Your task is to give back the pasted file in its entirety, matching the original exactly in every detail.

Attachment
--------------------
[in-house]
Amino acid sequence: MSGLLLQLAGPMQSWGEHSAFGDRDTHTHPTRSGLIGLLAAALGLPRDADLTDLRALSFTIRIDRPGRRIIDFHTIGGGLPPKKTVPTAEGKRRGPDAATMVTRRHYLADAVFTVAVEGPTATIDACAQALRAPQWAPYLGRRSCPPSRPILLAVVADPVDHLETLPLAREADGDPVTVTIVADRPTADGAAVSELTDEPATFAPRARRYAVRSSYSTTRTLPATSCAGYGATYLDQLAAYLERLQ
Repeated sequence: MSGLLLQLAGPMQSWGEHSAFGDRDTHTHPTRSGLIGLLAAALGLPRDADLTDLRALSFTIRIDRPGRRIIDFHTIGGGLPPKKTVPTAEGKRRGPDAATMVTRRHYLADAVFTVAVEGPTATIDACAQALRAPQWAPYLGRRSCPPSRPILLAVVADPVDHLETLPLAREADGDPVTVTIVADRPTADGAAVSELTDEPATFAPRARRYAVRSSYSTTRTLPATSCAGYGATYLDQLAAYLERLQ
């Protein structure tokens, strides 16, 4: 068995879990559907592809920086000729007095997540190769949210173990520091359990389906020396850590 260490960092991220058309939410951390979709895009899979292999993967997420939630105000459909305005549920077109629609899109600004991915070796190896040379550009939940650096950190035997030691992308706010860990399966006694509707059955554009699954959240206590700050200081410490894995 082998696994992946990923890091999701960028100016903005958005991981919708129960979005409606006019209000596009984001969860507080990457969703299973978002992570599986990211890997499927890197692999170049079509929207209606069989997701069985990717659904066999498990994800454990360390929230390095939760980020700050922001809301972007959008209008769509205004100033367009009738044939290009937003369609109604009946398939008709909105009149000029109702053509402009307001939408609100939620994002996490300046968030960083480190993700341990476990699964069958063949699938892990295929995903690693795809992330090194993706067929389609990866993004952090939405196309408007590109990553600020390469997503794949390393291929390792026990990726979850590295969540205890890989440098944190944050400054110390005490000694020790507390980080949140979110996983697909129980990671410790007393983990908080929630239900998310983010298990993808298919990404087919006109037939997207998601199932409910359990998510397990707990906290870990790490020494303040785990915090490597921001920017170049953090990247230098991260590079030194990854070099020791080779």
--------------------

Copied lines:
[in-house]
Amino acid sequence: MSGLLLQLAGPMQSWGEHSAFGDRDTHTHPTRSGLIGLLAAALGLPRDADLTDLRALSFTIRIDRPGRRIIDFHTIGGGLPPKKTVPTAEGKRRGPDAATMVTRRHYLADAVFTVAVEGPTATIDACAQALRAPQWAPYLGRRSCPPSRPILLAVVADPVDHLETLPLAREADGDPVTVTIVADRPTADGAAVSELTDEPATFAPRARRYAVRSSYSTTRTLPATSCAGYGATYLDQLAAYLERLQ
Repeated sequence: MSGLLLQLAGPMQSWGEHSAFGDRDTHTHPTRSGLIGLLAAALGLPRDADLTDLRALSFTIRIDRPGRRIIDFHTIGGGLPPKKTVPTAEGKRRGPDAATMVTRRHYLADAVFTVAVEGPTATIDACAQALRAPQWAPYLGRRSCPPSRPILLAVVADPVDHLETLPLAREADGDPVTVTIVADRPTADGAAVSELTDEPATFAPRARRYAVRSSYSTTRTLPATSCAGYGATYLDQLAAYLERLQ
């Protein structure tokens, strides 16, 4: 068995879990559907592809920086000729007095997540190769949210173990520091359990389906020396850590 260490960092991220058309939410951390979709895009899979292999993967997420939630105000459909305005549920077109629609899109600004991915070796190896040379550009939940650096950190035997030691992308706010860990399966006694509707059955554009699954959240206590700050200081410490894995 082998696994992946990923890091999701960028100016903005958005991981919708129960979005409606006019209000596009984001969860507080990457969703299973978002992570599986990211890997499927890197692999170049079509929207209606069989997701069985990717659904066999498990994800454990360390929230390095939760980020700050922001809301972007959008209008769509205004100033367009009738044939290009937003369609109604009946398939008709909105009149000029109702053509402009307001939408609100939620994002996490300046968030960083480190993700341990476990699964069958063949699938892990295929995903690693795809992330090194993706067929389609990866993004952090939405196309408007590109990553600020390469997503794949390393291929390792026990990726979850590295969540205890890989440098944190944050400054110390005490000694020790507390980080949140979110996983697909129980990671410790007393983990908080929630239900998310983010298990993808298919990404087919006109037939997207998601199932409910359990998510397990707990906290870990790490020494303040785990915090490597921001920017170049953090990247230098991260590079030194990854070099020791080779």